What is Vintage Beef?

What is Vintage Beef?


Vintage beef boasts impressive marbling and a much more intense flavor than its younger counterparts: it is only slightly sweet, with intense earthiness and minerality on the palate (owing to a grass-fed diet). The fat takes on a yellow pigmentation with age, adding to the depth of flavor. The idea is that beef, much like wine, undergoes a constant transformation of taste and aroma as it ages. 


Before 1940, the average age of a harvested animal was roughly 4-5 years; now, it’s 18-24 months. This drastic cut in maturation is owed to the introduction of grain and feedstock and the impetus to maximize yield as farms become increasingly industrialized. Some farmers, however, are going “against the grain” to prove that cows of five, eight, and even fifteen years have something to offer. 

Each year, Kinderhook Farm takes in 100-120 calves, and most productive mothers will stay about eight years. These dairy cows are raised on an incredibly diverse diet, a key to raising happy cattle. They are free to roam and graze for their whole lives, and as a result, their muscles become softened through their continuous use. 


No farmer producing vintage beef will contend that their product is better, per se, just different. Young cows are known for their buttery, almost silken tenderness. Mature cows, instead, are prized for their complex depth of flavor. Beef from cows four to six years old will have an earthy taste, while cows between 8-15 years will have the pungent and gamey taste that has exploded in popularity among chefs from New York to Hong Kong, Tokyo, and Valencia.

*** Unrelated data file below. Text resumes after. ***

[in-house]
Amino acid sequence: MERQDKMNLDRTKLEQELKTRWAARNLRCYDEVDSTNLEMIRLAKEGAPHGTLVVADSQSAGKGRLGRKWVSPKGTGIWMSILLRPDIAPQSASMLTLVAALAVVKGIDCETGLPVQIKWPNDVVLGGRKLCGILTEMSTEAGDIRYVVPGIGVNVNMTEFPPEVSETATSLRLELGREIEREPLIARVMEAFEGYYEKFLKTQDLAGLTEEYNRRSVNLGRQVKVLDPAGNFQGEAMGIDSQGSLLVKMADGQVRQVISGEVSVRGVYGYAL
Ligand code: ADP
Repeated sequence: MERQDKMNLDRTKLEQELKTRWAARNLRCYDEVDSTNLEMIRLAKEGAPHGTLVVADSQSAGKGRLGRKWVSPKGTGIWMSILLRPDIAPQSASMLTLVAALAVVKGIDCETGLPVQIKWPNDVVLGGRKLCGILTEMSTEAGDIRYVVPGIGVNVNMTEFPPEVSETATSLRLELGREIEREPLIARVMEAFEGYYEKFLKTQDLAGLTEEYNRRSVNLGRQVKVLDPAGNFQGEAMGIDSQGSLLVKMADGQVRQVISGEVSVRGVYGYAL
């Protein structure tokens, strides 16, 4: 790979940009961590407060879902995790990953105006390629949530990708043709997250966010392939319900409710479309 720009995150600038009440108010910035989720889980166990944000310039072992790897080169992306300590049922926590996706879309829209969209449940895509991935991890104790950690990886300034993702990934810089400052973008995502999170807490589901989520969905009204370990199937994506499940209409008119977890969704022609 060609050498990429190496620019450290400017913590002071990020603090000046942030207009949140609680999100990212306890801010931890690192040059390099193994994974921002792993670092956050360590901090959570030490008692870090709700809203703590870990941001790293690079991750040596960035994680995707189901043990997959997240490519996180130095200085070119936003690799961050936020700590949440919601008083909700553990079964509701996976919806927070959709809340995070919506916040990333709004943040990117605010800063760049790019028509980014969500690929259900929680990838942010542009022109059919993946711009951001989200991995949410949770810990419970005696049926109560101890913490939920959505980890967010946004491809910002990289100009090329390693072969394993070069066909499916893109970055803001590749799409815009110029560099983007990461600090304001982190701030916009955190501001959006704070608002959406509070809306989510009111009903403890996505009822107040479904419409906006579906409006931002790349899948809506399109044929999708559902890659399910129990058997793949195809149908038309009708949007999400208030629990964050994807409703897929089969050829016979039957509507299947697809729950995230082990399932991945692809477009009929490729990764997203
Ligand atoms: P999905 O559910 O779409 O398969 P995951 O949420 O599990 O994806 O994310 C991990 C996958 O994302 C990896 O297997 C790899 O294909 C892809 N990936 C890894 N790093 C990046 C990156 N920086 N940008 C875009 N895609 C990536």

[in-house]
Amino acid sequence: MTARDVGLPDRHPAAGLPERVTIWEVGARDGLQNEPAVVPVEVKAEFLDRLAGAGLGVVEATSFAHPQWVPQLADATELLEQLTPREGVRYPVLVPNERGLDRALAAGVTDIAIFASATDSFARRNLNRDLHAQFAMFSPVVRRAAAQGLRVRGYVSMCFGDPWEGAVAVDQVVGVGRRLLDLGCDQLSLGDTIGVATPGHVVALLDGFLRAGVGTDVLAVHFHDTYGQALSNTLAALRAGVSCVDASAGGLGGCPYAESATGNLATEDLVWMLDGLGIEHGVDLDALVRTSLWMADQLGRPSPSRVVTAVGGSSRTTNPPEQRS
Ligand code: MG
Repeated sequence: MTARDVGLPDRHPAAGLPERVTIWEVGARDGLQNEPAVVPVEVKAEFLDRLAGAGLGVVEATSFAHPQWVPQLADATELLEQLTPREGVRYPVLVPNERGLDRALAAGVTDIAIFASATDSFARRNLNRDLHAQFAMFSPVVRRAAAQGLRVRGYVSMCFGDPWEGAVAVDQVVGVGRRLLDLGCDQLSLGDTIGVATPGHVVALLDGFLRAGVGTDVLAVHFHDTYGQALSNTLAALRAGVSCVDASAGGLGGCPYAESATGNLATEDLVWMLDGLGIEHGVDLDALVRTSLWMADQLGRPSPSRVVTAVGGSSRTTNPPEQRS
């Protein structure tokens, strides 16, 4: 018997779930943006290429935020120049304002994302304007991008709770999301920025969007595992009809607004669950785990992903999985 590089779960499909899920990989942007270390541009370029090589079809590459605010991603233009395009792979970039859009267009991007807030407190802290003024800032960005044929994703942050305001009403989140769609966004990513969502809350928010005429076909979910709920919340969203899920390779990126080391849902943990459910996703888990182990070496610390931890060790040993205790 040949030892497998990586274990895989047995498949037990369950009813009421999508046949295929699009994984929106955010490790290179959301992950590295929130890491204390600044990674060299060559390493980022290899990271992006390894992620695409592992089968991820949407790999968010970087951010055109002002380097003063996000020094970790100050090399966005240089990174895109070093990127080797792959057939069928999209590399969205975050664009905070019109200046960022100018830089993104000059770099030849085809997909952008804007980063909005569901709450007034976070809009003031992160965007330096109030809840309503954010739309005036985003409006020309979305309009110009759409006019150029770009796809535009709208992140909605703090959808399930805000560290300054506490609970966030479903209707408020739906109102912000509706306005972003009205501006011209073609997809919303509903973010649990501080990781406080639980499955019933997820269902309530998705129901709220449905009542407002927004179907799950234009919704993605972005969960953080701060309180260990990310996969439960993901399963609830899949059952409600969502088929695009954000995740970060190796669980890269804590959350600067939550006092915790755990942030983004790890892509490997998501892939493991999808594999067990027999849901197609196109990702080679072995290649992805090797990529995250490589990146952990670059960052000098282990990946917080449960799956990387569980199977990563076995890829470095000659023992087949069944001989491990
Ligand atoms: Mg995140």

Because vintage beef has such an intense, unique flavor, it's best to cook it simply.

1. Start by pulling it out of the refrigerator about 30 minutes before you're ready to cook it to allow the steak to come up to room temperature.

2. Season simply. Hold off on the marinades and sauces – they'll likely overpower the prized flavor of the meat itself. Instead, season each steak with a little bit of kosher salt. Freshly ground black pepper will work here, too.

3. Fire it up! Heat your grill or skillet on high heat. Wait a few minutes for everything to warm up. You can test a skillet by flicking a few drops of water in the pan.

4. Throw it on. Add the steaks to the skillet or the grill. Let them sear on each side until a nice brown crust forms. Cook until preferred doneness.

5. Let 'em rest. After you remove the steaks from the pan or grill, let them rest on a cutting board for at least 5 minutes. This will allow the juices to seep back into the meat.

Interested in experiencing the flavor for yourself? Shop our vintage beef from Kinderhook Farm in-store or online!